Net blotch [Pyrenophora teres]
The fungus survives on infected crop residue and volunteer barley, or in contaminated seed. Primary infection by ascospores occurs in winter barley after barley. The secondary infection in the crops is by conidiospores spread by the wind. Spore formation only takes place on necrotic tissue. Temperatures between 5 and 35 °C (optimum: approx. 20 °C) as well as a humidity of above 95% are conducive. The spores are spread via the wind at low humidity. In turn, high humidity is required for an infection. Leaves are infected starting from the base moving up the plant as the disease develops. In summer humid-warm weather, a dramatic infection increase should be anticipated. The leaf tissue yellows because of the pathogen toxins, and chloroses are formed. There are two forms of pathogens: the net-type and the spot-type. There are barley varieties which are resistant against the net-type, however, there are only minor differences in the tolerance of varieties with regards to the spot-type.
Winter and spring barley.
Pattern of damage
The infection of the seedling originates from the mycelium in infected seed. The cotyledon already shows first symptoms in the form of brighter striated spots. Leaves, leaf sheaths, ears, and grain may be affected. A definite diagnosis is only possible under 30-fold magnification, since there are many variabilities and possibilities for confusion. The individually standing, dark, walking-stick-type looking stromata on the leaf necroses are typical. The two forms of pathogens may occur simultaneously or individually. The net-type forms necroses with a characteristic net-type pattern (Picture 1 to 3). These are surrounded by yellow lighter sections. This type can easily be confused with leaf stripe, but it does not have the brownish longitudinal and crosswise stripes of Drechslera teres. The spot-type forms striated, rectangular to punctiform or oval, light- to dark-brown necroses with surrounding chloroses. In the advanced progression of infection, the affected surfaces converge and the leaves die off. The spot-type can be confused with defensive reactions of mildew, an infection of partially resistant varieties with the Rhynchosporium scald pathogen, brown spot disease, nutrient deficiency and physiological changes associated with variety and weather conditions.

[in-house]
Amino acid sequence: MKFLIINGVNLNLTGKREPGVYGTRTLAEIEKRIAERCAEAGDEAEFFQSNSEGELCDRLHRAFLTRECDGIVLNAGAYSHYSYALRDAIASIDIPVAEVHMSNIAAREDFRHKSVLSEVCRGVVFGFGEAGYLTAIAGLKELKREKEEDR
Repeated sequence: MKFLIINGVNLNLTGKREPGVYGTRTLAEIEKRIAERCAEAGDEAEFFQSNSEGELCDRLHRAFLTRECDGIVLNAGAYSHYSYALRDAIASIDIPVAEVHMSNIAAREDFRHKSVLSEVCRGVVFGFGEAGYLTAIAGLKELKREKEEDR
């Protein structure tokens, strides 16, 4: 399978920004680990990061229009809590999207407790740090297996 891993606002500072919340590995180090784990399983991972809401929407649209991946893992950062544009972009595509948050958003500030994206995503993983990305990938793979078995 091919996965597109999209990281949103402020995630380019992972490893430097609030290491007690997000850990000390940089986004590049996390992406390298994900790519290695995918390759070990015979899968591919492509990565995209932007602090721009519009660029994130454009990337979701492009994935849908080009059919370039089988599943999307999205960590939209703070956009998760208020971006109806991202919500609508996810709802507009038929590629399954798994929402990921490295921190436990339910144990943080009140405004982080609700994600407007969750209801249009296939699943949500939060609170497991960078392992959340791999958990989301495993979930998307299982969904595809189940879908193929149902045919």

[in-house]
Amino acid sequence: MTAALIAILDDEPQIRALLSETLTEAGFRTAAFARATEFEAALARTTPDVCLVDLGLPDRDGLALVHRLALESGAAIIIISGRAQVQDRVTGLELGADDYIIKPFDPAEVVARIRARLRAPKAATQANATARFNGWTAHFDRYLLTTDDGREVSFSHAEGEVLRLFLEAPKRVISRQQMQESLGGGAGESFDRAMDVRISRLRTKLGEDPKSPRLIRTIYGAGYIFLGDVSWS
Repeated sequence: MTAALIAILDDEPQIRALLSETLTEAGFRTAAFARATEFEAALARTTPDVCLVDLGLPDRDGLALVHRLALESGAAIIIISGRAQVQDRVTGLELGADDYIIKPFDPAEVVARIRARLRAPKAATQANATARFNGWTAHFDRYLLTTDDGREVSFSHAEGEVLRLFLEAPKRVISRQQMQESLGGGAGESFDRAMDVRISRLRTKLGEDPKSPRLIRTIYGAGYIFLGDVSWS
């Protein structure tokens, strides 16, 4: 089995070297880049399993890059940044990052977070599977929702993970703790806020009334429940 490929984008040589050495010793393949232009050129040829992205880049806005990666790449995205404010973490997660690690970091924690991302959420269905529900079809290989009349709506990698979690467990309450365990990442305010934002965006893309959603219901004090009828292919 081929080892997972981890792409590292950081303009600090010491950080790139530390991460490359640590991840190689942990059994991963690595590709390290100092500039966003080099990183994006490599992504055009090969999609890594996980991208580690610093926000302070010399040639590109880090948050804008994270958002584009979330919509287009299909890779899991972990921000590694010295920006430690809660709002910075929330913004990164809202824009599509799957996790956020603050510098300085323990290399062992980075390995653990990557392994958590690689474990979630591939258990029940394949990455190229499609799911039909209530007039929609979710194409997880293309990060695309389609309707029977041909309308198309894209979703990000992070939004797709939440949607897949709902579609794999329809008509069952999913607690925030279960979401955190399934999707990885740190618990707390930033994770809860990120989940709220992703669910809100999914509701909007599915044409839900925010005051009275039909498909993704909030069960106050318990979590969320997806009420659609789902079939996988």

Good tilling of harvest residue. Promoting straw rot. Removal of volunteer barley and barley growth in oilseed rape crops. Do not cultivate barley after barley. Do not seed winter barley too early. Avoid direct vicinity to spring and winter barley. Use of healthy, stained seed.
Targeted control from ES 32. The appropriate time is when the spores start forming in the crop on the lower affected leaf levels.